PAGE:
Dozens of Harvard law students served as clerks for Ginsburg during her tenure in the Supreme Court. These former clerks recall her dedication as a public servant and as a mentor.

“RBG was tenacious, unflappable, and deeply wise,” Law School Professor Daphna Renan — who clerked for Ginsburg in 2006 — wrote in an email. “She was grace and grit combined, and she never lost sight of the impact law can have on people’s lives.

University of California, Berkeley School of Law Professor Amanda L. Tyler — who clerked for Ginsburg in 1999 — noted in an email that Ginsburg refused to stay home even after battling cancer throughout the weeks leading up to the formal start of the Court’s Term that year. Tyler explained the Justice surprised her with a phone call the first day of the Term to say she would be present.

“As things turned out, I was fortunate enough to be first to arrive in chambers on the morning of October 4, 1999 — the first day of oral arguments that Term — and this meant I was the one who answered the phone when the Justice called chambers from her car that morning,” Tyler wrote.

Tyler wrote that this episode demonstrated Ginsburg’s courage and commitment to her fights against both cancer and discrimination. She described Ginsburg as “an inspiring role model at each and every turn” who set high expectations and offered her law clerks wisdom and comfort.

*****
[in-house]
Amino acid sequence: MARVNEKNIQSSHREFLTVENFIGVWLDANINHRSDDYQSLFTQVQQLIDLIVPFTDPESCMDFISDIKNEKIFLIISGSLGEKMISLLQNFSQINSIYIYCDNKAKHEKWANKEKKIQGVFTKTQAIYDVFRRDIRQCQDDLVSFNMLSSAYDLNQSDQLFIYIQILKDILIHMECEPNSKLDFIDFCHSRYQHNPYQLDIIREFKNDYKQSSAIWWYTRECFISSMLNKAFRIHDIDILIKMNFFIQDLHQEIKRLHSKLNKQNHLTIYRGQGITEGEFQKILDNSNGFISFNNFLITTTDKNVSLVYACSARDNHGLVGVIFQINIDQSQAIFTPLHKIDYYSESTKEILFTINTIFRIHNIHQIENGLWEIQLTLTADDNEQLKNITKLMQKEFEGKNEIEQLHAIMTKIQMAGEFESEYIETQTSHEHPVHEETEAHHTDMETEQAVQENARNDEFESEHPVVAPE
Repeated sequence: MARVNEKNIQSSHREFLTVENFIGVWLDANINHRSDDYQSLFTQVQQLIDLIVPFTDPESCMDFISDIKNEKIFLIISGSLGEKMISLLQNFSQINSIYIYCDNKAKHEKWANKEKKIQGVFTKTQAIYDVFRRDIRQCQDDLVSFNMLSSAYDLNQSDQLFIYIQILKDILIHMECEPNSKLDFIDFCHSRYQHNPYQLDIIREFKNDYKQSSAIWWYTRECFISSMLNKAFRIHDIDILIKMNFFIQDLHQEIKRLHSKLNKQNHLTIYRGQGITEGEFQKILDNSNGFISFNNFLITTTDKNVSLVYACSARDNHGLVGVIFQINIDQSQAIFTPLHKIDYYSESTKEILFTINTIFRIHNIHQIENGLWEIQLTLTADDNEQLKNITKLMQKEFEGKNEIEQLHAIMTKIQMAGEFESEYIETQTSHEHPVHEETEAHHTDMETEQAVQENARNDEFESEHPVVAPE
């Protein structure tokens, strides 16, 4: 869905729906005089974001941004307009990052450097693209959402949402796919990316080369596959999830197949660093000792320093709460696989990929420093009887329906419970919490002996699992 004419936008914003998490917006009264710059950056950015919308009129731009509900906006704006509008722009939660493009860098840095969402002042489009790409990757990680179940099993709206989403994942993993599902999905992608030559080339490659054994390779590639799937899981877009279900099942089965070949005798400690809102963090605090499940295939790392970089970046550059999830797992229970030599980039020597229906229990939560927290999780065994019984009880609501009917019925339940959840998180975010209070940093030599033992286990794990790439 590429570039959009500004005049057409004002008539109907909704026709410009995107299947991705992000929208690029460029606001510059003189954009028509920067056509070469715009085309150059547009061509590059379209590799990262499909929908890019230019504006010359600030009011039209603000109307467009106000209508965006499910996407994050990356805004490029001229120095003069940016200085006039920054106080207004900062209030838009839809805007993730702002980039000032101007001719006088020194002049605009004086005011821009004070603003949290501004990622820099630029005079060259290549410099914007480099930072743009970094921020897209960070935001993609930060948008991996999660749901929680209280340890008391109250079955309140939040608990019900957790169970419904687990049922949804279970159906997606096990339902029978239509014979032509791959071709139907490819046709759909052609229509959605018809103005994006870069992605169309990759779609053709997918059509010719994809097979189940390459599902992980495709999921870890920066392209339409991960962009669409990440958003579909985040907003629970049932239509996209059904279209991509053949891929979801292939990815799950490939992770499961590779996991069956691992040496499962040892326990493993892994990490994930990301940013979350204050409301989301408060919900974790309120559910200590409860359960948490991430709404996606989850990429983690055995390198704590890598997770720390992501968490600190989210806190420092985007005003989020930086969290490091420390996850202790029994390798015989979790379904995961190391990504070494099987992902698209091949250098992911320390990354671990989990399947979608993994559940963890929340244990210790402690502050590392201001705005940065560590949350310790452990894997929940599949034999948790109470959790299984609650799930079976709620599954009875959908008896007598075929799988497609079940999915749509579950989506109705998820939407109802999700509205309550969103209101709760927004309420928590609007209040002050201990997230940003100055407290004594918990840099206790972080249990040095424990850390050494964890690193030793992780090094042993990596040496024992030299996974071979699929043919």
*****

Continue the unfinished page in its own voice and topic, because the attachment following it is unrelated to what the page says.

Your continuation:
“She was a profoundly dedicated public servant in no small measure because she appreciated just how important her role was to ensuring that our Constitution belongs to everyone,” Tyler wrote.

Kobick echoed Tyler’s view of Ginsburg as a mentor and personal inspiration, saying the Justice was never afraid to speak her opinion and always held firm to her morals.

“She taught me so much—about how [to] make your voice heard and about how to work tirelessly for what is right and just,” Kobick wrote. “She had confidence that, in time, her vision of equality and fairness would prevail.

Kobick also noted that Ginsburg was unique in her tenacity and grace — as well as in her vocabulary.

“RBG loved the word ‘pathmarking,’” she wrote. “I had not heard of the word before working with her, but go through her opinions, and you’ll find them peppered with references to pathmarking civil rights legislation or pathmarking cases.”